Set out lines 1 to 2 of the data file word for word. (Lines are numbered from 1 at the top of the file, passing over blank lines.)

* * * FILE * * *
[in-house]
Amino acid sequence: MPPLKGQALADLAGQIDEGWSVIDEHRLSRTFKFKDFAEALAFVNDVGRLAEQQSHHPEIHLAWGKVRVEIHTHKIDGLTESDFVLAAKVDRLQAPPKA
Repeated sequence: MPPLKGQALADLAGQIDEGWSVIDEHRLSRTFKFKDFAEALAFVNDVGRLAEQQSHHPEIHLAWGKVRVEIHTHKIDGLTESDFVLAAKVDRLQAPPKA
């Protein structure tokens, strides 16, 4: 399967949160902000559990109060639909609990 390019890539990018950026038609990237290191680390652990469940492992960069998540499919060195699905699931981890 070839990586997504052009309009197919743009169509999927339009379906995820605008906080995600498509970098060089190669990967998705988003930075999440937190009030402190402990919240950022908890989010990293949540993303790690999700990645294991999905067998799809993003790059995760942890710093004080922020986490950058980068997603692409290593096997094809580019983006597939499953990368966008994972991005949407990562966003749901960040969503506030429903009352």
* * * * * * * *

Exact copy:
[in-house]
Amino acid sequence: MPPLKGQALADLAGQIDEGWSVIDEHRLSRTFKFKDFAEALAFVNDVGRLAEQQSHHPEIHLAWGKVRVEIHTHKIDGLTESDFVLAAKVDRLQAPPKA